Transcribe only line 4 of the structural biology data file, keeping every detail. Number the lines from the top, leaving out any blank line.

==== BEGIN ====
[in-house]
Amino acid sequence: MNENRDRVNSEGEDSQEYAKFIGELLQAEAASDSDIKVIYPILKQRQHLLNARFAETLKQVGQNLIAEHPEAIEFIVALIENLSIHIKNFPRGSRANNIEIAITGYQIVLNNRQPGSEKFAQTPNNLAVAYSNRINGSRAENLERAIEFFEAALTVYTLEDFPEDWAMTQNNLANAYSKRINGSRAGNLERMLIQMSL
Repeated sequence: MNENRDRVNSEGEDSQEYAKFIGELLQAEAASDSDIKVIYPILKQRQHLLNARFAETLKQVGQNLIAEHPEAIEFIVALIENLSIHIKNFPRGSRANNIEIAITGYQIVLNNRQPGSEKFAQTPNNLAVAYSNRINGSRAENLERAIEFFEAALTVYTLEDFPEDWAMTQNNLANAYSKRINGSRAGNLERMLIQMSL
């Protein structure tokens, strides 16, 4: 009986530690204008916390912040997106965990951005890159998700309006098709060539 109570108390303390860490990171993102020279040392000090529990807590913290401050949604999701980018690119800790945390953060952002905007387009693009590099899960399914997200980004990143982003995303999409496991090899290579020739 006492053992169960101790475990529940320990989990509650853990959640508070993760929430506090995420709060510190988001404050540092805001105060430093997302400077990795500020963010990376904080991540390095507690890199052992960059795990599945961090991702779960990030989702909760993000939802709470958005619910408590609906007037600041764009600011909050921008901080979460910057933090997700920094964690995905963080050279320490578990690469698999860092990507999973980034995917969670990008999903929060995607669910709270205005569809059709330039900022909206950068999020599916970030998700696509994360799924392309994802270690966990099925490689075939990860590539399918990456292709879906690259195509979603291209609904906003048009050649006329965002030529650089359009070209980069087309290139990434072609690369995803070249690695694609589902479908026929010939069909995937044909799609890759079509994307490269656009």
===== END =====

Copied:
């Protein structure tokens, strides 16, 4: 009986530690204008916390912040997106965990951005890159998700309006098709060539 109570108390303390860490990171993102020279040392000090529990807590913290401050949604999701980018690119800790945390953060952002905007387009693009590099899960399914997200980004990143982003995303999409496991090899290579020739 006492053992169960101790475990529940320990989990509650853990959640508070993760929430506090995420709060510190988001404050540092805001105060430093997302400077990795500020963010990376904080991540390095507690890199052992960059795990599945961090991702779960990030989702909760993000939802709470958005619910408590609906007037600041764009600011909050921008901080979460910057933090997700920094964690995905963080050279320490578990690469698999860092990507999973980034995917969670990008999903929060995607669910709270205005569809059709330039900022909206950068999020599916970030998700696509994360799924392309994802270690966990099925490689075939990860590539399918990456292709879906690259195509979603291209609904906003048009050649006329965002030529650089359009070209980069087309290139990434072609690369995803070249690695694609589902479908026929010939069909995937044909799609890759079509994307490269656009």